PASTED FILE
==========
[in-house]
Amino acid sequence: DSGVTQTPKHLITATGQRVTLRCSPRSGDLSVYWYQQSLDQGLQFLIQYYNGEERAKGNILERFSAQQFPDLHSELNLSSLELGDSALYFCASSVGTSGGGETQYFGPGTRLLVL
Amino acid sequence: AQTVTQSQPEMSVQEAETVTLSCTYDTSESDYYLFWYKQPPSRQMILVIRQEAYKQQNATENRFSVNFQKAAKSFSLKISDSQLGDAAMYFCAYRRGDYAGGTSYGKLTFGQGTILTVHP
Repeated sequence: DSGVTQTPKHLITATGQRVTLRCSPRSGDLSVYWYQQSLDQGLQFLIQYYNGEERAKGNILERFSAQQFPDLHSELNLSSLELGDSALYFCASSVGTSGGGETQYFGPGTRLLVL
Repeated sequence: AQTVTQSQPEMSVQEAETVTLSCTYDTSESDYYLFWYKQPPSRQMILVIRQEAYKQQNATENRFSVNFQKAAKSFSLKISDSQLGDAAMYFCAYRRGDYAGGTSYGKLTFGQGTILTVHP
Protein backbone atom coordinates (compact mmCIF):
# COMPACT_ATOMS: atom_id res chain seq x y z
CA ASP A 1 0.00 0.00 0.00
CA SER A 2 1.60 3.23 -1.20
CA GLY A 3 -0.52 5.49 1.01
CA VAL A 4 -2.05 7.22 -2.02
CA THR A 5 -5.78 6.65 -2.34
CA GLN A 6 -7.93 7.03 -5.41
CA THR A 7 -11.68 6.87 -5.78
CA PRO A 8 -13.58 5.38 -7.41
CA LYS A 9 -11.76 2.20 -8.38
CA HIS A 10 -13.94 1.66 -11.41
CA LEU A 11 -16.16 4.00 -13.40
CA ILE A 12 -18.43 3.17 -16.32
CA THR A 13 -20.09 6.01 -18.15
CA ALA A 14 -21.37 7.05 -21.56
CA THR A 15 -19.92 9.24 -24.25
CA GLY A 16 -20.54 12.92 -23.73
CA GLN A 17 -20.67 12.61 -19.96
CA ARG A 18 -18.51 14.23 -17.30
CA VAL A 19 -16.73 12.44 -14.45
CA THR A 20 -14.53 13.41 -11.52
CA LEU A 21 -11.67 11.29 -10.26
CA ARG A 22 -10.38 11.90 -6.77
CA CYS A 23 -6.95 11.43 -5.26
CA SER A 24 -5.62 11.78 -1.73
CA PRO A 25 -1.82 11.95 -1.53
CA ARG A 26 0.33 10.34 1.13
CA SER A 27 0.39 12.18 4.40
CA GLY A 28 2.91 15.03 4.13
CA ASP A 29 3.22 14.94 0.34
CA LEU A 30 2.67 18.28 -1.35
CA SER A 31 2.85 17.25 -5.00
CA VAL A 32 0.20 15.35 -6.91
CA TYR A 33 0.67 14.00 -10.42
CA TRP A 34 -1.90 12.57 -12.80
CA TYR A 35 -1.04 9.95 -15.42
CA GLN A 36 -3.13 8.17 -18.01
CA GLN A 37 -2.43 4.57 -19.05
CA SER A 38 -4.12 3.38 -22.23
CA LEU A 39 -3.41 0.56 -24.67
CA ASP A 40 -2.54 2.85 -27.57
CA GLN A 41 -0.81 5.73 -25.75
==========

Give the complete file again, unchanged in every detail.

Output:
[in-house]
Amino acid sequence: DSGVTQTPKHLITATGQRVTLRCSPRSGDLSVYWYQQSLDQGLQFLIQYYNGEERAKGNILERFSAQQFPDLHSELNLSSLELGDSALYFCASSVGTSGGGETQYFGPGTRLLVL
Amino acid sequence: AQTVTQSQPEMSVQEAETVTLSCTYDTSESDYYLFWYKQPPSRQMILVIRQEAYKQQNATENRFSVNFQKAAKSFSLKISDSQLGDAAMYFCAYRRGDYAGGTSYGKLTFGQGTILTVHP
Repeated sequence: DSGVTQTPKHLITATGQRVTLRCSPRSGDLSVYWYQQSLDQGLQFLIQYYNGEERAKGNILERFSAQQFPDLHSELNLSSLELGDSALYFCASSVGTSGGGETQYFGPGTRLLVL
Repeated sequence: AQTVTQSQPEMSVQEAETVTLSCTYDTSESDYYLFWYKQPPSRQMILVIRQEAYKQQNATENRFSVNFQKAAKSFSLKISDSQLGDAAMYFCAYRRGDYAGGTSYGKLTFGQGTILTVHP
Protein backbone atom coordinates (compact mmCIF):
# COMPACT_ATOMS: atom_id res chain seq x y z
CA ASP A 1 0.00 0.00 0.00
CA SER A 2 1.60 3.23 -1.20
CA GLY A 3 -0.52 5.49 1.01
CA VAL A 4 -2.05 7.22 -2.02
CA THR A 5 -5.78 6.65 -2.34
CA GLN A 6 -7.93 7.03 -5.41
CA THR A 7 -11.68 6.87 -5.78
CA PRO A 8 -13.58 5.38 -7.41
CA LYS A 9 -11.76 2.20 -8.38
CA HIS A 10 -13.94 1.66 -11.41
CA LEU A 11 -16.16 4.00 -13.40
CA ILE A 12 -18.43 3.17 -16.32
CA THR A 13 -20.09 6.01 -18.15
CA ALA A 14 -21.37 7.05 -21.56
CA THR A 15 -19.92 9.24 -24.25
CA GLY A 16 -20.54 12.92 -23.73
CA GLN A 17 -20.67 12.61 -19.96
CA ARG A 18 -18.51 14.23 -17.30
CA VAL A 19 -16.73 12.44 -14.45
CA THR A 20 -14.53 13.41 -11.52
CA LEU A 21 -11.67 11.29 -10.26
CA ARG A 22 -10.38 11.90 -6.77
CA CYS A 23 -6.95 11.43 -5.26
CA SER A 24 -5.62 11.78 -1.73
CA PRO A 25 -1.82 11.95 -1.53
CA ARG A 26 0.33 10.34 1.13
CA SER A 27 0.39 12.18 4.40
CA GLY A 28 2.91 15.03 4.13
CA ASP A 29 3.22 14.94 0.34
CA LEU A 30 2.67 18.28 -1.35
CA SER A 31 2.85 17.25 -5.00
CA VAL A 32 0.20 15.35 -6.91
CA TYR A 33 0.67 14.00 -10.42
CA TRP A 34 -1.90 12.57 -12.80
CA TYR A 35 -1.04 9.95 -15.42
CA GLN A 36 -3.13 8.17 -18.01
CA GLN A 37 -2.43 4.57 -19.05
CA SER A 38 -4.12 3.38 -22.23
CA LEU A 39 -3.41 0.56 -24.67
CA ASP A 40 -2.54 2.85 -27.57
CA GLN A 41 -0.81 5.73 -25.75